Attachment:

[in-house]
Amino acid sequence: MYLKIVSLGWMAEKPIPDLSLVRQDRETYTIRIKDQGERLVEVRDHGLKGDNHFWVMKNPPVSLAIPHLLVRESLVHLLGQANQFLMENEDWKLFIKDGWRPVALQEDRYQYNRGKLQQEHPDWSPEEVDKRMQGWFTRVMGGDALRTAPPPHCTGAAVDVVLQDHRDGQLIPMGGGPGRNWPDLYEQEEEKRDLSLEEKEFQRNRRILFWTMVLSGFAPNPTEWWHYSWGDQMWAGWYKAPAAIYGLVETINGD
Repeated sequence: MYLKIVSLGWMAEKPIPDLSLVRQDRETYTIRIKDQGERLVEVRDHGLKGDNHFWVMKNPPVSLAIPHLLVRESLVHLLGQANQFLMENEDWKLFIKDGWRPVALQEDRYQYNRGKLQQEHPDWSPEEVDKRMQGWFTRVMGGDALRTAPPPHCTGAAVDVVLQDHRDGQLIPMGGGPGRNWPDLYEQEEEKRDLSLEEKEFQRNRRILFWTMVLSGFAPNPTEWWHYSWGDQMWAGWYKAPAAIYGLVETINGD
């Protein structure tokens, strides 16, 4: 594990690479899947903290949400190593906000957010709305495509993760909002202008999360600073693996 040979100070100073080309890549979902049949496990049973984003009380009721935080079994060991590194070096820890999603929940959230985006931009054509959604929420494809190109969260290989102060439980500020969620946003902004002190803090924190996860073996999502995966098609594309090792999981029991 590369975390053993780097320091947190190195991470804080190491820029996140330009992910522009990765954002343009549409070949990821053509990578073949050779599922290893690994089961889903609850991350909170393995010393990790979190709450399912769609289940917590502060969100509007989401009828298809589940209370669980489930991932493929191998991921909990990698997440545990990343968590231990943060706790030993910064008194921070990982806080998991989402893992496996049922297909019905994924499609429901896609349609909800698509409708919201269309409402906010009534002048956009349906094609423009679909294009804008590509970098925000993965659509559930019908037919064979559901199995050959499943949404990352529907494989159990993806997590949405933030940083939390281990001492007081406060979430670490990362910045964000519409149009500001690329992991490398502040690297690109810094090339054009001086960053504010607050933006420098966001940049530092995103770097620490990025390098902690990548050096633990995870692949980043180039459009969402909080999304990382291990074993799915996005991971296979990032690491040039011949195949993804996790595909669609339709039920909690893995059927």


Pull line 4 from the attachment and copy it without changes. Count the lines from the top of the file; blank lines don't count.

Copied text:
């Protein structure tokens, strides 16, 4: 594990690479899947903290949400190593906000957010709305495509993760909002202008999360600073693996 040979100070100073080309890549979902049949496990049973984003009380009721935080079994060991590194070096820890999603929940959230985006931009054509959604929420494809190109969260290989102060439980500020969620946003902004002190803090924190996860073996999502995966098609594309090792999981029991 590369975390053993780097320091947190190195991470804080190491820029996140330009992910522009990765954002343009549409070949990821053509990578073949050779599922290893690994089961889903609850991350909170393995010393990790979190709450399912769609289940917590502060969100509007989401009828298809589940209370669980489930991932493929191998991921909990990698997440545990990343968590231990943060706790030993910064008194921070990982806080998991989402893992496996049922297909019905994924499609429901896609349609909800698509409708919201269309409402906010009534002048956009349906094609423009679909294009804008590509970098925000993965659509559930019908037919064979559901199995050959499943949404990352529907494989159990993806997590949405933030940083939390281990001492007081406060979430670490990362910045964000519409149009500001690329992991490398502040690297690109810094090339054009001086960053504010607050933006420098966001940049530092995103770097620490990025390098902690990548050096633990995870692949980043180039459009969402909080999304990382291990074993799915996005991971296979990032690491040039011949195949993804996790595909669609339709039920909690893995059927």